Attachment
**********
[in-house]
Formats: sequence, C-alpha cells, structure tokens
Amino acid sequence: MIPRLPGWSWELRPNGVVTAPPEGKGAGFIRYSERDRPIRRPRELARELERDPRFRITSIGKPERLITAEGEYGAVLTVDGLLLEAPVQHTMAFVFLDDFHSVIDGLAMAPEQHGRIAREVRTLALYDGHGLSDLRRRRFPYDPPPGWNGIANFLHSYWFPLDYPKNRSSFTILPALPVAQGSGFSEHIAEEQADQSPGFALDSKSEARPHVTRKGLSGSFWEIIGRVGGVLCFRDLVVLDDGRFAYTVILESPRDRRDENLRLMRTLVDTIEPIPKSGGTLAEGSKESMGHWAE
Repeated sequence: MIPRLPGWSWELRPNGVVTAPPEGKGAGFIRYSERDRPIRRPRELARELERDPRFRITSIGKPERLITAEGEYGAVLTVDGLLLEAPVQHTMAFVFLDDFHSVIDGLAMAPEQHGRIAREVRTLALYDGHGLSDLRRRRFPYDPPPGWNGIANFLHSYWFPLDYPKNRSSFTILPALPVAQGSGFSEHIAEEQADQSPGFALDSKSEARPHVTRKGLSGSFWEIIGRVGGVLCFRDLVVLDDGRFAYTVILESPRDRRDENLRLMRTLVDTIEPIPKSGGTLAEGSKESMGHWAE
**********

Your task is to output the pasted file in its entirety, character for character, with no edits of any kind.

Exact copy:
[in-house]
Formats: sequence, C-alpha cells, structure tokens
Amino acid sequence: MIPRLPGWSWELRPNGVVTAPPEGKGAGFIRYSERDRPIRRPRELARELERDPRFRITSIGKPERLITAEGEYGAVLTVDGLLLEAPVQHTMAFVFLDDFHSVIDGLAMAPEQHGRIAREVRTLALYDGHGLSDLRRRRFPYDPPPGWNGIANFLHSYWFPLDYPKNRSSFTILPALPVAQGSGFSEHIAEEQADQSPGFALDSKSEARPHVTRKGLSGSFWEIIGRVGGVLCFRDLVVLDDGRFAYTVILESPRDRRDENLRLMRTLVDTIEPIPKSGGTLAEGSKESMGHWAE
Repeated sequence: MIPRLPGWSWELRPNGVVTAPPEGKGAGFIRYSERDRPIRRPRELARELERDPRFRITSIGKPERLITAEGEYGAVLTVDGLLLEAPVQHTMAFVFLDDFHSVIDGLAMAPEQHGRIAREVRTLALYDGHGLSDLRRRRFPYDPPPGWNGIANFLHSYWFPLDYPKNRSSFTILPALPVAQGSGFSEHIAEEQADQSPGFALDSKSEARPHVTRKGLSGSFWEIIGRVGGVLCFRDLVVLDDGRFAYTVILESPRDRRDENLRLMRTLVDTIEPIPKSGGTLAEGSKESMGHWAE